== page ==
UAE then and now: Burj Al Arab, the hotel that introduced Dubai to the world

Use our interactive slider to explore the construction of Dubai's enduring landmark

Today, life in the Emirates moves in the fast lane. In a new regular series to mark the 50th anniversary of the UAE we take a little trip back in time and see just how much the country has changed.

The brief was simple: deliver a building that would introduce Dubai to the world. Just as Sydney had its Opera House and New York the Empire State Building, Dubai needed a structure that would become synonymous with the city. That was the task handed to British architect Tom Wright in the early 1990s.

The site chosen for the new building was about 20 kilometres out of town and far from the action. The area had been informally known as Chicago Beach, named after the Chicago Bridge and Iron Company, which built oil storage tanks there. It was also home to the 1970s-era Chicago Beach Hotel. While still popular, it had become jaded by the 1990s.

Wright, then in his 30s and working for the Atkins design firm, delivered a sail-inspired structure that reflected Dubai′s maritime heritage. It was approved in 1993 and dredging work to create the man-made island it would sit on started almost immediately. By 1996 the hotel was starting to rise. The entire project was a complex feat of engineering. Scores of concrete piles were driven into the sand to support the hotel, while a honeycomb collection of rocks ring-fenced it against sea intrusion.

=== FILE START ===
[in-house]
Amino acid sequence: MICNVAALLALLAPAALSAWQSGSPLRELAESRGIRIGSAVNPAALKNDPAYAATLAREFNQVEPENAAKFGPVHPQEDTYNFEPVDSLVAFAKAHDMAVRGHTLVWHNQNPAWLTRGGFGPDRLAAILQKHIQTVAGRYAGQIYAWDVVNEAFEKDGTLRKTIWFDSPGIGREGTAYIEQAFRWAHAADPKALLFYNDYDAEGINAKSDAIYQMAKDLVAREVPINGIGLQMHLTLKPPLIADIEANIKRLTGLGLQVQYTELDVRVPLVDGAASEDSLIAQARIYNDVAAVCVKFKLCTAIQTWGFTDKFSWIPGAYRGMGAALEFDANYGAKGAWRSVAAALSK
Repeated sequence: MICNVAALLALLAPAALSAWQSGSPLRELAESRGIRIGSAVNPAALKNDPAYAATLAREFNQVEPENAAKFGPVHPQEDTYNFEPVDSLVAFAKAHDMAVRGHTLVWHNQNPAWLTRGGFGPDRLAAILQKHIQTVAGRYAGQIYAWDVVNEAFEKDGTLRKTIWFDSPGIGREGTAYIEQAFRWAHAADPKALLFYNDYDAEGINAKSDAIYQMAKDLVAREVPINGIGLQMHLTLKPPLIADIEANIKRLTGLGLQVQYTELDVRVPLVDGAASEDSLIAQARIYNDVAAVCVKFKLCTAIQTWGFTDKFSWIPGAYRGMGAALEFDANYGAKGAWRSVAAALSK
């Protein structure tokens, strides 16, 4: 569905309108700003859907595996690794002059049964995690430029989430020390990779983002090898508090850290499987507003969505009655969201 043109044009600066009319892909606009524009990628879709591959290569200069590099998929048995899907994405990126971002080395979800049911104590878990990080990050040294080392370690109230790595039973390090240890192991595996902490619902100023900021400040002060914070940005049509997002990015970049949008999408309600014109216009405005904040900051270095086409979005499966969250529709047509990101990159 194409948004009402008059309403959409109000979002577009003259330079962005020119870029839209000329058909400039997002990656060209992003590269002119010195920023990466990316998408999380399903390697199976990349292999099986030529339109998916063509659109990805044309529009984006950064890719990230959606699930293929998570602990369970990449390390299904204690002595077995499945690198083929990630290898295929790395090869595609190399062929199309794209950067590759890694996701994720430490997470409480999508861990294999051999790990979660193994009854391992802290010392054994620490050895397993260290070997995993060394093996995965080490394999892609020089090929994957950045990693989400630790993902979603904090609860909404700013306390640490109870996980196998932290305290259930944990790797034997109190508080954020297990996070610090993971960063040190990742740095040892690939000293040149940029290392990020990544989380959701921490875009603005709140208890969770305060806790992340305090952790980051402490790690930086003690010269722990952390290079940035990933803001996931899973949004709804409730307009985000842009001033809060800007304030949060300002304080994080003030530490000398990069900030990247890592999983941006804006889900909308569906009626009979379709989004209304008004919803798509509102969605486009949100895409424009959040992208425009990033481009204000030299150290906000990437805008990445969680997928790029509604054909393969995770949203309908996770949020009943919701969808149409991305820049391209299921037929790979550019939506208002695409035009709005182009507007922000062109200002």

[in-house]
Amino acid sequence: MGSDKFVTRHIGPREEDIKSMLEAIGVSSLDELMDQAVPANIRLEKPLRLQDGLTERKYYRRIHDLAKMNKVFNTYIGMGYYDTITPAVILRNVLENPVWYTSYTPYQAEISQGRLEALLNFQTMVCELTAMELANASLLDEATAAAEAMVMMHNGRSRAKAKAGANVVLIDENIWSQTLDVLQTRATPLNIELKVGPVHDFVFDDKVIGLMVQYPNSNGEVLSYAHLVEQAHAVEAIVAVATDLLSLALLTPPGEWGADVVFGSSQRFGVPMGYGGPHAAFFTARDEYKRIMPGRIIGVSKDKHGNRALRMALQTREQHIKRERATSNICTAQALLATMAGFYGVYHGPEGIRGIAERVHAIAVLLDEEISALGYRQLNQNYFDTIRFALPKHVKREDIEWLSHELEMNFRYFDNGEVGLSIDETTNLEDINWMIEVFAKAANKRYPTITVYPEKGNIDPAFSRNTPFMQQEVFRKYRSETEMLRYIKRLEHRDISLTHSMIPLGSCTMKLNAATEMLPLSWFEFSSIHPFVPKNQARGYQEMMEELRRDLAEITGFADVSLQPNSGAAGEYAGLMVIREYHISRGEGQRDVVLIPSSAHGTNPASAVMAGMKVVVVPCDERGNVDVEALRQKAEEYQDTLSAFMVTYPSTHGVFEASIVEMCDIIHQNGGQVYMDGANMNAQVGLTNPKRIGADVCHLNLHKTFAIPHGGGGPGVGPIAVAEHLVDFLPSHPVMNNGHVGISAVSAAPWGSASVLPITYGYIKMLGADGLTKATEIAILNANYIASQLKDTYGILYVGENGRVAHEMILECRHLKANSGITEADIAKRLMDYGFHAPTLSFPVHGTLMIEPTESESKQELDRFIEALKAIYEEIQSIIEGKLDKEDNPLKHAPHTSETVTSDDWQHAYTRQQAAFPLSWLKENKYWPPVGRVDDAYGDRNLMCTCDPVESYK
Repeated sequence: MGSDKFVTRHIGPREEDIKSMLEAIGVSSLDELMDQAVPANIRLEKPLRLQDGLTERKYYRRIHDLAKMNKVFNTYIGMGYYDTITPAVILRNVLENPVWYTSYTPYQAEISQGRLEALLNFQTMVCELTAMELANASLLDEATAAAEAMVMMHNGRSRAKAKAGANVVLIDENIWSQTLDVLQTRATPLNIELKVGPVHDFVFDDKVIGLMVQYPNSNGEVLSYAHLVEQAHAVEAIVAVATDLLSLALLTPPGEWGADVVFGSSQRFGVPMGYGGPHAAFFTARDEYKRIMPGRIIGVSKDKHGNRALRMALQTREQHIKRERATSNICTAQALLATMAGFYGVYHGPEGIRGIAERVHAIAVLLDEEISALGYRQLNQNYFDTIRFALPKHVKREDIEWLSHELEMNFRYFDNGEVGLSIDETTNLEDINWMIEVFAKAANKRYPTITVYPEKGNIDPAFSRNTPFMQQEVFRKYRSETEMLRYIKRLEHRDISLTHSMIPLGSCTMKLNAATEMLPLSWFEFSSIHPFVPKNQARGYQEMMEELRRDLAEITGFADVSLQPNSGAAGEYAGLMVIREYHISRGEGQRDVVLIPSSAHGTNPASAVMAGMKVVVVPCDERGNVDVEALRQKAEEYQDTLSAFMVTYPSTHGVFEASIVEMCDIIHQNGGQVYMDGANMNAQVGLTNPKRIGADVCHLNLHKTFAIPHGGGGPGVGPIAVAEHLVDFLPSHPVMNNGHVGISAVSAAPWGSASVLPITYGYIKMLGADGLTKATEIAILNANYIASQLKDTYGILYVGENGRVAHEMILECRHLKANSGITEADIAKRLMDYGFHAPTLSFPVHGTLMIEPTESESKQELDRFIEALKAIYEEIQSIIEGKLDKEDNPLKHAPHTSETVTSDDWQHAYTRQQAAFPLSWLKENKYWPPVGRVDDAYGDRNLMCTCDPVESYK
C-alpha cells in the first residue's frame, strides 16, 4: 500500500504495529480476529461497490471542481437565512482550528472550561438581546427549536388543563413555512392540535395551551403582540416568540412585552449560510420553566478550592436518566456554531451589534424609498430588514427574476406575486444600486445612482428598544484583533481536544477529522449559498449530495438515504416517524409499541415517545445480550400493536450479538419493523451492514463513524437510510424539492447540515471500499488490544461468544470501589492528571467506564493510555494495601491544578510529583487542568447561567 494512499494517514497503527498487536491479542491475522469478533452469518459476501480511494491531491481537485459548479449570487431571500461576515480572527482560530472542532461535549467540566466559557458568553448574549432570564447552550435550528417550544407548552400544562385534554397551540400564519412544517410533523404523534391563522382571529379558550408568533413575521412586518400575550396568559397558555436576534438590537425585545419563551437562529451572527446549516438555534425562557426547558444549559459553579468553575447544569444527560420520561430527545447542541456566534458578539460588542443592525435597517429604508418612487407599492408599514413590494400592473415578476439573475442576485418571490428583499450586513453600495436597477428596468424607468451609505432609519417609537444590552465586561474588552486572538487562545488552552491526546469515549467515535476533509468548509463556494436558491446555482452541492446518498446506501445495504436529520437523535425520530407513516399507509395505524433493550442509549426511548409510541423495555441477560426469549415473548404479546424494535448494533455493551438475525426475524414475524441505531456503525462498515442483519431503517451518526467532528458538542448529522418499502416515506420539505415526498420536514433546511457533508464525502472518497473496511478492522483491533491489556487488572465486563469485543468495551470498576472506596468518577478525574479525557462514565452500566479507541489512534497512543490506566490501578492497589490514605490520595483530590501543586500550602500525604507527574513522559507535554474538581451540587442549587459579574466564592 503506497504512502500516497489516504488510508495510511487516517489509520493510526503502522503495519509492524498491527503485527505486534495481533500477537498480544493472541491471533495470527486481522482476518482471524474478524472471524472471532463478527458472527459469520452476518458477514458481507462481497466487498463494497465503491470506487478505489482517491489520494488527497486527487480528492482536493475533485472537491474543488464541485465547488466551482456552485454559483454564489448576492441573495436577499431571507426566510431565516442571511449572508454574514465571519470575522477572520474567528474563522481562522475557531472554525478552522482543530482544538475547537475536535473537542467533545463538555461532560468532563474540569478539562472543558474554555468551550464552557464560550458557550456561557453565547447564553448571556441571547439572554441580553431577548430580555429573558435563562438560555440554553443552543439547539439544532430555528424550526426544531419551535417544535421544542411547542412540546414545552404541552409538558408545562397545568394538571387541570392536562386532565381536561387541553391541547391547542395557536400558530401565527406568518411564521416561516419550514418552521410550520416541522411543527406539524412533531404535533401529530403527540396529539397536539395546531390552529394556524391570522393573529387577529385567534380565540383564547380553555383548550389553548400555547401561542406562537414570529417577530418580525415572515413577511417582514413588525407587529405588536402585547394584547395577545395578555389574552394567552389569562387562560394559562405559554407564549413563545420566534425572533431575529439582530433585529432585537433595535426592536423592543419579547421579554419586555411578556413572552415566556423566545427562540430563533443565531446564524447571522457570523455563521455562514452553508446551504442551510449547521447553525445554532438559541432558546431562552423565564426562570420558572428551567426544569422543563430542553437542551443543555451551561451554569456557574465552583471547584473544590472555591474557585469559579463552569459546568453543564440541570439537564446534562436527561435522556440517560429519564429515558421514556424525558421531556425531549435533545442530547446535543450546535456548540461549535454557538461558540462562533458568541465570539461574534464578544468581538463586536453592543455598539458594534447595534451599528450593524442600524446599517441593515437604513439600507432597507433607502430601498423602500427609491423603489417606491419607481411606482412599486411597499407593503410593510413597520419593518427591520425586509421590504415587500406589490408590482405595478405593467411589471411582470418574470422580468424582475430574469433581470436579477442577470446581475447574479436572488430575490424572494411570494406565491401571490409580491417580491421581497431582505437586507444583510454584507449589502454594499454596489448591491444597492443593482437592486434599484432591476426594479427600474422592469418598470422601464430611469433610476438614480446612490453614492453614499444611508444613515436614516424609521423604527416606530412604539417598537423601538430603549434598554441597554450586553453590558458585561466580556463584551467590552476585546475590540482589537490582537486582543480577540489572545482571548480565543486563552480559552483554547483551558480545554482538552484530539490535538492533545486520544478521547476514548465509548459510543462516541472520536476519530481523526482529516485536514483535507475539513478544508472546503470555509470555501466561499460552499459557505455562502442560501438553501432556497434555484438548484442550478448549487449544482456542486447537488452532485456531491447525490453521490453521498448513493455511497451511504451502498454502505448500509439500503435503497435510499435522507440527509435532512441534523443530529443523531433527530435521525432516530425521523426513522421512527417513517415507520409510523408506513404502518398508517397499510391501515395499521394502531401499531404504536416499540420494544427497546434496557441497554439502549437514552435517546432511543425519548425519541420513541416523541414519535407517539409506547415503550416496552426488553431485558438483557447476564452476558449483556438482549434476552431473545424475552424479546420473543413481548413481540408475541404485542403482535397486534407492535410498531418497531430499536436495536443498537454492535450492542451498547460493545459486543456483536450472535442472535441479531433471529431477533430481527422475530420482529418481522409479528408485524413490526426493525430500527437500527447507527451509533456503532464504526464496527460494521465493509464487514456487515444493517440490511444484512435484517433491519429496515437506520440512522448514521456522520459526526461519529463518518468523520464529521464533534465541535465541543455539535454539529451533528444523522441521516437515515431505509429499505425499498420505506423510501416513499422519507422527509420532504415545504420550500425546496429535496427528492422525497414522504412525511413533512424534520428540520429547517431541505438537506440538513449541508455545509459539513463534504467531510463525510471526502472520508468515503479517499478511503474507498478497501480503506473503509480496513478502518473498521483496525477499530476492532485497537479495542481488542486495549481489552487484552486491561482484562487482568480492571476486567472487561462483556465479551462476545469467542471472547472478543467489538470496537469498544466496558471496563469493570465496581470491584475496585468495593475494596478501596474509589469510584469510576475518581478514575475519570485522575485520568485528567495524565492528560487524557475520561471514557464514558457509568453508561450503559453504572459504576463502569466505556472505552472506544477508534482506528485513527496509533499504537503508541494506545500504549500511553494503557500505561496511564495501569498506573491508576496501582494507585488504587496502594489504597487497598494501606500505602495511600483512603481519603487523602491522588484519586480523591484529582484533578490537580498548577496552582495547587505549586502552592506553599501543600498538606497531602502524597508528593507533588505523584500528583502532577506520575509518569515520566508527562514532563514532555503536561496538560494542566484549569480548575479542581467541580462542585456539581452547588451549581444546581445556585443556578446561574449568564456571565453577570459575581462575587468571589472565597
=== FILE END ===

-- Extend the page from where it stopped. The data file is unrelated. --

The pace of construction was staggering. In the older photograph from 1997, the hotel is already almost complete, while some workers take a rest on the beach. A mere two years later Burj Al Arab – Tower of the Arabs – opened its doors in time for the new millennium. People from across the UAE came to view the new attraction.

The 321-metre high hotel has 202 rooms and one of the world's tallest atriums. The Burj Al Arab's architectural height is taller than the Eiffel Tower. The interiors are gilded in 24-carat gold, while its helipad has also been put to good use. In 2004, Tiger Woods teed off from there, while a year later, Andre Agassi and Roger Federer faced off on a makeshift tennis court. Along with Jumeirah Beach Hotel, it has become synonymous with Dubai.

As for the Chicago Beach Hotel, it was finally demolished in 1997 and the Wild Wadi Waterpark stands on the spot today. In the years since, Dubai has built the world's tallest building and a host of other super structures but the hotel remains a modern symbol of Dubai's ambition.

Burj Al Arab: the global landmark of Dubai – in pictures

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